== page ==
Three years ago Stefaan De Bevere, ex-coördinator of the Jazz Department at the Academy of Music in Antwerpen (Belgium), organised some meetings between young musicians. There was a certain chemistry between us back then, and we are all growing because now we’re getting more and more experienced. The ideas get more interesting and because of that the interaction between us is getting stronger. We kept playing together after that meeting and won several contests as Dexia Classics and this year the Brussels Jazz Marathon. We won awards for Best Group, an audience award and prices for best soloists (Bram De Looze and Lander Gyselinck). In July we even got the chance to play at the Jamboree Jazz Club in Barcelona (Spain)!
Photo: Anneleen Boehme
(studying Jazz at Den Haag Conservatory, Third Bachelor, by Frans van der Hoeven)
How was it to be a fan of jazz back then, while other kids in your age group listened to, in example, pop music?
I’m only a big fan of Jazz since I’m 17 years old, before then I was into music as Zappa, Beastie Boys and old school Hip Hop. I like it to have some sort of ‘hidden agenda’, or a different taste in music. I created my own world with things I liked, not because it’s in the charts that week.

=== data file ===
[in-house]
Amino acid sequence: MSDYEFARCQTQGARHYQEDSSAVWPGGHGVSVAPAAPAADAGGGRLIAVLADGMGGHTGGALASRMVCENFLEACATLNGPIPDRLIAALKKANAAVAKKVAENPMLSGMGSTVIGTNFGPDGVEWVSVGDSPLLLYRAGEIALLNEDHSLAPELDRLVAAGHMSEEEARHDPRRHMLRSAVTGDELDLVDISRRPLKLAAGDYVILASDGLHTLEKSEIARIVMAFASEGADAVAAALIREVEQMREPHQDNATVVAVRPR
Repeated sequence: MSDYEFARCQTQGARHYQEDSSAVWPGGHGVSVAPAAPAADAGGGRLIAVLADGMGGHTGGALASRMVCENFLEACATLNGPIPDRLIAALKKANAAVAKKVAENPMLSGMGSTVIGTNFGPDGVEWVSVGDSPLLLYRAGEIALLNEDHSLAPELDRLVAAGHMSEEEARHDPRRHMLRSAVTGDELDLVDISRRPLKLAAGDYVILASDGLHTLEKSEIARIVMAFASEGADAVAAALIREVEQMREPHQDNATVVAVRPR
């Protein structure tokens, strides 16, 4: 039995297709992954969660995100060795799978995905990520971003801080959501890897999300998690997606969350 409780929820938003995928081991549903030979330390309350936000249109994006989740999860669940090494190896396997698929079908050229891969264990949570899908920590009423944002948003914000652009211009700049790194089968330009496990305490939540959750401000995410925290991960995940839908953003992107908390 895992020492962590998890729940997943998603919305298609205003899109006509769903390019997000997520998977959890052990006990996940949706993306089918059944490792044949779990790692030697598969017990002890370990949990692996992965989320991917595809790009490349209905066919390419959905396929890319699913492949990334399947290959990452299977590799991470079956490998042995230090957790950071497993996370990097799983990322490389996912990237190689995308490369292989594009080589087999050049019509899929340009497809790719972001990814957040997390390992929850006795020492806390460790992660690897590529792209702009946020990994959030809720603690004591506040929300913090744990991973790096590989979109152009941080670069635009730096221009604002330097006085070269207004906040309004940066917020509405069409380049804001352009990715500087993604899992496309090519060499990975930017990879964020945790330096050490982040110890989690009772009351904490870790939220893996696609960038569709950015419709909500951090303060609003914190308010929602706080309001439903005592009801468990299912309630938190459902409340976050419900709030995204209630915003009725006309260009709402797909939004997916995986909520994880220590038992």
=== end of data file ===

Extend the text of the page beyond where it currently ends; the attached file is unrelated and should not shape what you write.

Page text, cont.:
For Bram, our youngest member, it was different. He already knew a lot of Jazz and played on jazz stages in Dworp (Belgium), where he met our other member Anneleen, and he had a circle of friends who were into jazz as well. When we met one thing was for sure: Bram and Anneleen are two phenomenal musicians!
So next to jazz, there are more musical preferences from your youth?
Yes, definitely. Like I said before, I was more into Hip Hop. At the age of 12 – 18, I was active with breakdancing in the crew Psycho B-boys from Gent (Belgium), after that as drummer. I did music for our shows, created mixtapes and I was a DJ for rapper Melopee for a while. Next to that Mixmonster Menno introduced me to turntablism, so Hip Hop, Electro and Funk are definitely a big influence to me personally.
And nowadays it’s mainly Jazz, or still music like you mentioned before?
Right now I’m really into artists as Hudson Mohawke, Flying Lotus and Georgia Anne Muldrow. Electronica, Drum ’n Bass and Future Beat inspire me big time, the energy is unique and I try to create that energy in LABtrio’s live performances as well.
Can you name important influences for Anneleen and Bram?
Anneleen, who did classical music education for quite a while, is heavily influenced by classical music. You can hear that in her performances: self-control, the discipline to gain perfection and unequalled punctuality.
Bram is known as a harddisc ripper: he knows a lot of music, has an open minded vision on Jazz and everything related to that.
Photo: Bram De Looze
(studying Jazz at Lemmens Institute, First Bachelor, by Ron van Rossum)
What do you think of jazz-influenced Hip Hop?